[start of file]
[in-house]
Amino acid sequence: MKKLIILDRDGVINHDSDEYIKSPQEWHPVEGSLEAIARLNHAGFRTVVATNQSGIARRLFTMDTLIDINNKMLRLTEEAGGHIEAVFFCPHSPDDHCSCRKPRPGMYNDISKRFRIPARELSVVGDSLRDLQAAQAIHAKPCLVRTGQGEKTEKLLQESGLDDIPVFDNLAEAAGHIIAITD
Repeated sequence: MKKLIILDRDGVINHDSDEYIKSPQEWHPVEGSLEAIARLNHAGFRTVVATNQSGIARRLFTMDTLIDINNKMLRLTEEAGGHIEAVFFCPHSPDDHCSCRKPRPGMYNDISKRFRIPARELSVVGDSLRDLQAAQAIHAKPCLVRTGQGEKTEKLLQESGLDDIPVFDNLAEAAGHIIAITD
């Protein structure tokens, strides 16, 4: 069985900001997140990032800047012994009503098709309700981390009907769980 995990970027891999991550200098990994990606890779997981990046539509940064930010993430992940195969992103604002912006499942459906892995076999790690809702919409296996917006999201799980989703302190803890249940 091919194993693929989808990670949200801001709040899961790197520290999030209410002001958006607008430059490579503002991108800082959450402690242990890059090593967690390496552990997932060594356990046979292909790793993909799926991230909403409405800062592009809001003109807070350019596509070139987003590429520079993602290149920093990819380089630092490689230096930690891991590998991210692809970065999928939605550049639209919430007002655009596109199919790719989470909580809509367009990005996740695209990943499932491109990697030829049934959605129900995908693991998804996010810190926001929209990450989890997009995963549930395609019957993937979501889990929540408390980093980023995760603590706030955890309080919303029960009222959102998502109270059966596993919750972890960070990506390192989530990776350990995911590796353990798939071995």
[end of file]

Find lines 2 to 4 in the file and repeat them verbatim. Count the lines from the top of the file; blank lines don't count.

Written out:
Amino acid sequence: MKKLIILDRDGVINHDSDEYIKSPQEWHPVEGSLEAIARLNHAGFRTVVATNQSGIARRLFTMDTLIDINNKMLRLTEEAGGHIEAVFFCPHSPDDHCSCRKPRPGMYNDISKRFRIPARELSVVGDSLRDLQAAQAIHAKPCLVRTGQGEKTEKLLQESGLDDIPVFDNLAEAAGHIIAITD
Repeated sequence: MKKLIILDRDGVINHDSDEYIKSPQEWHPVEGSLEAIARLNHAGFRTVVATNQSGIARRLFTMDTLIDINNKMLRLTEEAGGHIEAVFFCPHSPDDHCSCRKPRPGMYNDISKRFRIPARELSVVGDSLRDLQAAQAIHAKPCLVRTGQGEKTEKLLQESGLDDIPVFDNLAEAAGHIIAITD
């Protein structure tokens, strides 16, 4: 069985900001997140990032800047012994009503098709309700981390009907769980 995990970027891999991550200098990994990606890779997981990046539509940064930010993430992940195969992103604002912006499942459906892995076999790690809702919409296996917006999201799980989703302190803890249940 091919194993693929989808990670949200801001709040899961790197520290999030209410002001958006607008430059490579503002991108800082959450402690242990890059090593967690390496552990997932060594356990046979292909790793993909799926991230909403409405800062592009809001003109807070350019596509070139987003590429520079993602290149920093990819380089630092490689230096930690891991590998991210692809970065999928939605550049639209919430007002655009596109199919790719989470909580809509367009990005996740695209990943499932491109990697030829049934959605129900995908693991998804996010810190926001929209990450989890997009995963549930395609019957993937979501889990929540408390980093980023995760603590706030955890309080919303029960009222959102998502109270059966596993919750972890960070990506390192989530990776350990995911590796353990798939071995």